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Drug abuse: Beyond the ban on codeine

Drug abuse: Beyond the ban on codeine

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Punch Editorial Board

Nigeria is breeding a wild generation of drug addicts. These youths inhale, inject and consume psychotic and narcotic substances at will, easily evading the scrutiny of a society distracted by economic malaise at the expense of their future wellbeing. A new documentary by the British Broadcasting Corporation on the abuse of cough syrup made with codeine has turned the spotlight on Nigeria. In response, the Federal Ministry of Health instantly banned the production and importation of codeine syrup. The documentary, which has gone viral, is a damning evidence of Nigeria’s social decadence. But the ban is a knee-jerk reaction to the symptoms of a malaise that is deep-rooted.

Ordinarily, codeine – an opioid – is a medical substance used to ease pain and induce sleep, but it must be properly prescribed and in small quantities because it has a high potential for abuse. When it is consumed in large doses, as Nigerian youths have been accustomed to, it becomes a narcotic, just like heroin or cocaine. Because of laxity, codeine syrup is consumed in excess by youths. Ahmed Lawan, a senator, told a Senate plenary that three million bottles of codeine syrup was consumed daily in the country, with about 70 per cent of it in Kano and Jigawa states, and in the Sambisa Forest, where Boko Haram insurgents gorge themselves on it.

Taken in excess, codeine is harmful. The negative effects include feeling high, low blood pressure, organ damage, insomnia and depression. Nigerian youths and celebrities, who sing about codeine in their songs, dissolve it in water and drinks. Either way, it achieves the same dangerous effects. Apart from codeine, the Nigerian Drug Law Enforcement Agency says youths extensively abuse Tramadol, marijuana, diazepam (valium), bromazepam (lexotan) and lorazepam. Ephedrine, glue, rat and lizard droppings, madras and barbiturates are routinely abused. Surprisingly, these drugs are sold widely close to police stations, military barracks, schools, markets, drinking joints and nightclubs.

The impact is lethal. Many families are contending with drug addicts; some of them have quit schooling and work; others are on the verge of lunacy or battling with acute diseases. “This drug addiction is killing us,” Lawan said. “Today in Nigeria there is hardly one single family that does not have an addict of some sorts. This is the most destructive phenomenon in Nigeria after the killings by Boko Haram and the bandits.”

In recognition of the epidemic abuse of codeine syrup, the National Agency for Food and Drug Administration and Control, initially suspended the operations of three pharmaceutical companies linked to its production. It later let two of the firms off the hook. On the surface, it seems a logical step: restrict access to codeine by stopping companies from producing it. However, it is a panicky measure. It is a double punishment, following the suspension on the manufacture of codeine syrup and the stoppage of importation, all aimed at controlling the availability of the product in the open market. NAFDAC has to be careful not to disrupt the production activities of pharmaceutical firms just because of codeine alone.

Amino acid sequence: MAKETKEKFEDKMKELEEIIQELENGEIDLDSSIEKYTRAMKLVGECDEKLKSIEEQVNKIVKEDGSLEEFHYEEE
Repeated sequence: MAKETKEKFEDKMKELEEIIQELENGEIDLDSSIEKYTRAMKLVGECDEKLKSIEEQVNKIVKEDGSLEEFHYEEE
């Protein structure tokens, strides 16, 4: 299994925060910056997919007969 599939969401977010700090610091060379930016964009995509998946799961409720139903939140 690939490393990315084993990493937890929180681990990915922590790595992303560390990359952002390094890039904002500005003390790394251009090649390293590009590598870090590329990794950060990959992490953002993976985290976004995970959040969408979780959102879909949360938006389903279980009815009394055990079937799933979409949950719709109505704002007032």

However, without robust policies, regulation and enforcement, Nigeria is in danger of losing more youths to drug abuse. NAFDAC, which vigorously fought the fake drug menace on the late Dora Akunyili’s watch, has suffered a downturn since her exit in 2008. Moji Adeyeye, the incumbent Director-General, NAFDAC, admitted in a statement that “the inadequate NAFDAC presence at various Entry Points that has led to significant levels of smuggling” was a strong factor in the syrup crisis. The vacuum left behind by Akunyili has to be filled, especially in the area of vibrancy, enforcement and engagements with local and international drug manufacturers.

Likewise, the NDLEA, the main public agency in charge of drug crimes, is toothless. A few years ago, some of its officers were indicted for aiding convicted drug barons to escape from prison in exchange for money. Its woes are compounded by the fact that it is shorthanded and grossly under-equipped. In an age of digital technology, the NDLEA is just chasing shadows. The Federal Government needs to wake up to the harsh reality of the plague.

Drug abuse ruins lives; prolonged abuse ends in tragedy. Confronted with the twin problem of the domestic codeine abuse and the invasion of its territory by addicts from neighbouring Nepal and Bangladesh, Bihar, an Indian state, in 2013, regulated codeine sales by limiting chemists to a stock of 1,000 bottles at a time. Bihar did not stop there. It executed an awareness campaign to deter youths from taking to it. The ministry of health at the federal, state and local government tiers should fund a well-conceptualised campaign at the primary, secondary and tertiary levels of education.

Mosques and churches should redouble their focus on anti-drug abuse messages. NDLEA and NAFDAC should be rejuvenated with personnel and technical resources to regulate and enforce the laws. The sale of codeine syrup, tramadol and other prescription drugs over the counter should be rigorously monitored by NAFDAC and the Pharmacists Council of Nigeria. Chemists who sell these drugs without prescription should be heavily sanctioned.

Parents should be alive to their duties, by ensuring that they are abreast of the telltale signs of drug abuse among their children. Exiting the dragnet is costly, painful and a time-consuming venture. For those who have kicked the habit, governments should establish rehabilitation centres across the country to cater to them.

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